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Enquiry from Online Galleries regarding "Antique 12ft Victorian Dining Table & 12 chairs c.1860"
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Look at what I found on the Online Galleries website!
There is no mistaking the style and sophisticated design of this exquisite English antique Victorian flame mahogany extending dining table. This amazing table has four original leaves which can be added or removed as required by a special double action winding mechanism and can comfortably seat twelve people.
The table sits on its finely turned and reeded legs that terminate in their original brass and brown porcelain castors.
The set of twelve matching balloon back chairs are hand carved solid mahogany and comprise ten side chairs and a two armchairs.
In excellent condition the table and chairs having been beautifully restored and and the chairs reupholstered in our workshops, please see photos for confirmation.
Dimensions in cm:
Height 76 x Width 373 x Depth 139 - Table when fully extended
Height 76 x Width 158 x Depth 139 - Table when closed
Height 94 x Width 57 x Depth 46 - Armchairs
Height 90 x Width 50 x Depth 44 - Chairs
Dimensions in inches:
Height 29.9 x Width 146.9 x Depth 54.7 - Table when fully extended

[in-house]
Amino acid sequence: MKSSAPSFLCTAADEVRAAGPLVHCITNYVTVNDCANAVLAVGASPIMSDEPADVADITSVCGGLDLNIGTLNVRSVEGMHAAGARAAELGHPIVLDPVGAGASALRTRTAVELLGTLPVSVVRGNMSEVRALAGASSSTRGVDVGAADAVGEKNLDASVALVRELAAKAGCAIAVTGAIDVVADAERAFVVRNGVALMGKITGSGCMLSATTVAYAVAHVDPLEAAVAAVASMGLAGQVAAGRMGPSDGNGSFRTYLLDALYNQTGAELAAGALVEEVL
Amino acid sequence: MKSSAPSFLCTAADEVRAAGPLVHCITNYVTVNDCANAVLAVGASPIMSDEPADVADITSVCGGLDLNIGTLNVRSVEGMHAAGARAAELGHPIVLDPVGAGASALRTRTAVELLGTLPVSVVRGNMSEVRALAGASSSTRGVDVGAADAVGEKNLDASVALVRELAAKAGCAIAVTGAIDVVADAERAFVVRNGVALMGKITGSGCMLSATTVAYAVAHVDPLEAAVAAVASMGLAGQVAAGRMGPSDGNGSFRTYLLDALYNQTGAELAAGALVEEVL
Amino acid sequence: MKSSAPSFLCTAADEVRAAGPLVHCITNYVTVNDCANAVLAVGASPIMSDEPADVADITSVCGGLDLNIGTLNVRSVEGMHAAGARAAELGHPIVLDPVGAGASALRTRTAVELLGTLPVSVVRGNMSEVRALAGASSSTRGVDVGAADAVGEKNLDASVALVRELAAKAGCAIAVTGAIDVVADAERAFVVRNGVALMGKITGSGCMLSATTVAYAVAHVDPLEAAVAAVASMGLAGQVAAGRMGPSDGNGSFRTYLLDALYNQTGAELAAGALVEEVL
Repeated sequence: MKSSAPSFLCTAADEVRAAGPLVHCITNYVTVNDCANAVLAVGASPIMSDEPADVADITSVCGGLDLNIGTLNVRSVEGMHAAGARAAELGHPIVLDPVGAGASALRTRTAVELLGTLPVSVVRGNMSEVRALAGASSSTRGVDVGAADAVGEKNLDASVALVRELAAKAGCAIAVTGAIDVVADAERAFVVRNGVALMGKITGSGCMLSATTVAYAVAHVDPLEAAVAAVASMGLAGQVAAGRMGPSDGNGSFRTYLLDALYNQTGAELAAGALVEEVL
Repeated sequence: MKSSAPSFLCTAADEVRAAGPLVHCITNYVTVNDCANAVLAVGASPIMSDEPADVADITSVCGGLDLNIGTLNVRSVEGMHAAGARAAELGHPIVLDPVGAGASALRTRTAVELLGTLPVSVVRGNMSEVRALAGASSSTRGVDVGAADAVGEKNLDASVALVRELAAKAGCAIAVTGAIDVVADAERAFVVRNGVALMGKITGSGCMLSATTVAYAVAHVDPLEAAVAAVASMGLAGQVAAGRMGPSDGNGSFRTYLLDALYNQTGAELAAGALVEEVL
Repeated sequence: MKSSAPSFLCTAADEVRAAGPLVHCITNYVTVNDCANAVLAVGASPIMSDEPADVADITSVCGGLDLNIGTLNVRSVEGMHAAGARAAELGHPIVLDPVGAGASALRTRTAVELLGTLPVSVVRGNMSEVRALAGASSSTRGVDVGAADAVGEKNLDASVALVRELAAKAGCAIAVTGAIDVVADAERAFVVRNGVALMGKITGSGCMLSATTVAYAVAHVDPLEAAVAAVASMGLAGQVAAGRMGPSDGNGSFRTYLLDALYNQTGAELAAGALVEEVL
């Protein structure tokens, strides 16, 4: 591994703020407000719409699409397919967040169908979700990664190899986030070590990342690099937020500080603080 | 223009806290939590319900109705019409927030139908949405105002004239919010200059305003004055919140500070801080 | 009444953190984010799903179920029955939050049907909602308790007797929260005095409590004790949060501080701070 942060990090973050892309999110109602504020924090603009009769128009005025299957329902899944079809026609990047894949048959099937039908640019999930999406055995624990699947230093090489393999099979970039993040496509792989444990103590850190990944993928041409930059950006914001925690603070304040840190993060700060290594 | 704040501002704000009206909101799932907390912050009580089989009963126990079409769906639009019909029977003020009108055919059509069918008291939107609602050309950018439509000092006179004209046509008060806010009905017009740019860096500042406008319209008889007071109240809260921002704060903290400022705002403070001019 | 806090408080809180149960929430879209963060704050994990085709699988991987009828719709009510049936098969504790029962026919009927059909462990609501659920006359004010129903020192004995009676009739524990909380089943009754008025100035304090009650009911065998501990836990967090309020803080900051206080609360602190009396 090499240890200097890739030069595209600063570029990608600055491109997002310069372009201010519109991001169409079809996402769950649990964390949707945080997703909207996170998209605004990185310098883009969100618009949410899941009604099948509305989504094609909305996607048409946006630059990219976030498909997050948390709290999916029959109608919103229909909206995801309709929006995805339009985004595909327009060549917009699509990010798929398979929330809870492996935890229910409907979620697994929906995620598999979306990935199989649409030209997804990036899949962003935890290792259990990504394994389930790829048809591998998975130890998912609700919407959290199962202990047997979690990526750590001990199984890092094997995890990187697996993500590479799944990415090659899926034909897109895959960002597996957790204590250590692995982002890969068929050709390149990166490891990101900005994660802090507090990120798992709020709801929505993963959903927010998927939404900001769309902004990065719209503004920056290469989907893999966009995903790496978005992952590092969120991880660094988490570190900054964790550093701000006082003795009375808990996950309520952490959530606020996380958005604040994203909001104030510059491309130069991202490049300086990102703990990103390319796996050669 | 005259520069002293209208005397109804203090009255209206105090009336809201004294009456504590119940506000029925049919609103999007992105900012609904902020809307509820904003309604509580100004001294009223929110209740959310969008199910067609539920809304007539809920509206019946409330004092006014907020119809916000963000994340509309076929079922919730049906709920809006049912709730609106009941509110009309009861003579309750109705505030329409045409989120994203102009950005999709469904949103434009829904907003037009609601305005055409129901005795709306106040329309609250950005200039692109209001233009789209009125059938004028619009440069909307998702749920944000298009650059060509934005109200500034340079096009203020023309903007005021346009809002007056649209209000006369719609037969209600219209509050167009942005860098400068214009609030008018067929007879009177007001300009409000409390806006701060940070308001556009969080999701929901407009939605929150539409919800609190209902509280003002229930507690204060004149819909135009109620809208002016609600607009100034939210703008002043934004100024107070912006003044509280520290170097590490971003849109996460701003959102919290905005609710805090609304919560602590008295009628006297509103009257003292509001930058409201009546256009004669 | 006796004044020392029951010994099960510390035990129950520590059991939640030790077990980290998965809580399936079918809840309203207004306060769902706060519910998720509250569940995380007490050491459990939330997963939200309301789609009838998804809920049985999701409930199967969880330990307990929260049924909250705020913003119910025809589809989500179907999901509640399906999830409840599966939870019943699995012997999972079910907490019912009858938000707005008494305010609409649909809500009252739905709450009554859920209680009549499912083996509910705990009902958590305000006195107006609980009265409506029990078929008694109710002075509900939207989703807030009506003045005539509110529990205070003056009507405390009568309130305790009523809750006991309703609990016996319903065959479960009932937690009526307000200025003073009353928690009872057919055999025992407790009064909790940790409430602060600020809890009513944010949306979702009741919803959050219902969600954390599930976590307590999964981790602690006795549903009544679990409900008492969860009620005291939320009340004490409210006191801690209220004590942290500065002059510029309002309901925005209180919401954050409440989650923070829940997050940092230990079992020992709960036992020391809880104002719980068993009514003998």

Height 29.9 x Width 62.2 x Depth 54.7 - Table when closed
Height 37.0 x Width 22.4 x Depth 18.1 - Armchairs
Height 35.4 x Width 19.7 x Depth 17.3 - Chairs
Thomas Sheraton - 18th century furniture designer, once characterized mahogany as "best suited to furniture where strength is demanded as well as a wood that works up easily, has a beautiful figure and polishes so well that it is an ornament to any room in which it may be placed." Matching his words to his work, Sheraton designed much mahogany furniture. The qualities that impressed Sheraton are particularly evident in a distinctive pattern of wood called "flame mahogany."
The flame figure in the wood is revealed by slicing through the face of the branch at the point where it joins another element of the tree.
Mahogany is probably one of the largest ‘families’ of hardwood, having many different varieties within its own species.
Mahogany has been used for centuries in ship building, house building, furniture making etc and is the core structure of just about every 19th century vanity box, dressing case or jewellery box. It became more of a Victorian trend to dress Mahogany with these decorative veneers, such as Rosewood, Kingwood, Burr Walnut and Coromandel, so that the actual Mahogany was almost hidden from view.
Mahogany itself is a rich reddish brown wood that can range from being plain in appearance to something that is so vibrant, figured and almost three dimensional in effect.
Although Mahogany was most often used in its solid form, it also provided some beautifully figured varieties of veneer like ‘Flame’ Mahogany and ‘Fiddleback’ Mahogany (named after its preferred use in the manufacture of fine musical instruments).
Cuban Mahogany was so sought after, that by the late 1850′s, this particular variety became all but extinct.
Winding Mechanism for extending tables
A man by the name of Samuel Hawkins applied for a patent on a screw expander on June 6th, 1861. Presumably, Mr. Hawkins either died or retired because his business was taken over by a young machinist named Joseph Fitter in 1864.
Joseph Fitter operated a machinist shop where he produced winding mechanisms for extending tables as well as screw expanders for piano stools and other applications at 210 Cheapside, Birmingham England by the name of Britannia Works.
318 Green Lanes